The same is true for effective corporate tax rates—the actual tax paid as a share of pre-tax income. Twenty years ago, the effective corporate income tax rate was over 30%. Today it hovers just above 15%.(4)
Labour costs also matter, as they are the single biggest cost for most firms. So, it is worth delving a bit deeper into the dynamics of employment costs and why, in particular, labour has fallen behind over the past sixty years. As Exhibit 2 shows, the share of labour income in GDP has been declining in the United States over the past half century.
Exhibit 2: Labor Share of Income in GDP?
March 31, 1947–June 30, 2022
The answer resides in diminishing labour bargaining power as rates of union membership and instances of collective bargaining have declined. In the early 1980s, for example, one in five American workers belonged to a union. Today, the figure is roughly one in 10.(5)
We believe bargaining power has also fallen as workers feel they must compete against lower cost labour from abroad (via globalization and outsourcing) and against the threat that their jobs may disappear due to automation. Explicitly or implicitly workers have responded to those threats by accepting low, stagnant or even falling real incomes in a bid to preserve job security. The consequence is that the fruits of rising productivity have flowed disproportionately to capital in the form of profits rather than to workers in the form of higher compensation. Notably, the past half decade has seen some recovery in labour share, which if sustained could begin to put pressure on corporate profit margins.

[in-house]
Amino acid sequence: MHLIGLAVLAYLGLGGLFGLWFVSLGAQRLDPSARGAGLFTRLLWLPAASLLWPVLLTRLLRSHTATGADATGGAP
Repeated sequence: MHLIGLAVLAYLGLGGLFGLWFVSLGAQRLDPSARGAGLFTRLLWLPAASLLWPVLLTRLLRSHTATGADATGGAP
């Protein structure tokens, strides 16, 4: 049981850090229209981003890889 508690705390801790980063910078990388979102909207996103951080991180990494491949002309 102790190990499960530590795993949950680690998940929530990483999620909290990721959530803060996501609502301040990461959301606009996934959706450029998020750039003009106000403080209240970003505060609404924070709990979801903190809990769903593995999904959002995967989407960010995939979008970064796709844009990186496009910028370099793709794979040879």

Another source of higher profits has been a greater concentration in industry (i.e., less competition), which enables higher firm price markups over costs. A 2018 Organisation for Economic Co-operation and Development (OECD) paper documents the rise in industrial concentration (industries dominated by a few firms) and increases in markups (margins) as sources of rising profitability (notably in the United States and Japan, but less so in the eurozone).(6) Another study indicates that some three quarters of United States industries have demonstrated a rise in firm concentration (declining competition) this century.(7) Firms enjoying ”first mover advantage” are dominating industries like online retailing, software services, search engines and media.
Where to from here?
As noted, many key factors driving up profitability are now stalling or reversing. We believe effective corporate income tax rates probably cannot fall much further. Efforts are underway in many countries to establish minimum company income tax rates and to eliminate the use of multinational tax havens. Under the US Inflation Reduction Act, for example, a threshold rate of 15% will capture higher taxes from a select group of large US firms (primarily in the technology sector). In our opinion, it is also difficult to envisage further rounds of large corporate tax cuts in the years to come given the budget pressures faced by the United States and most other countries.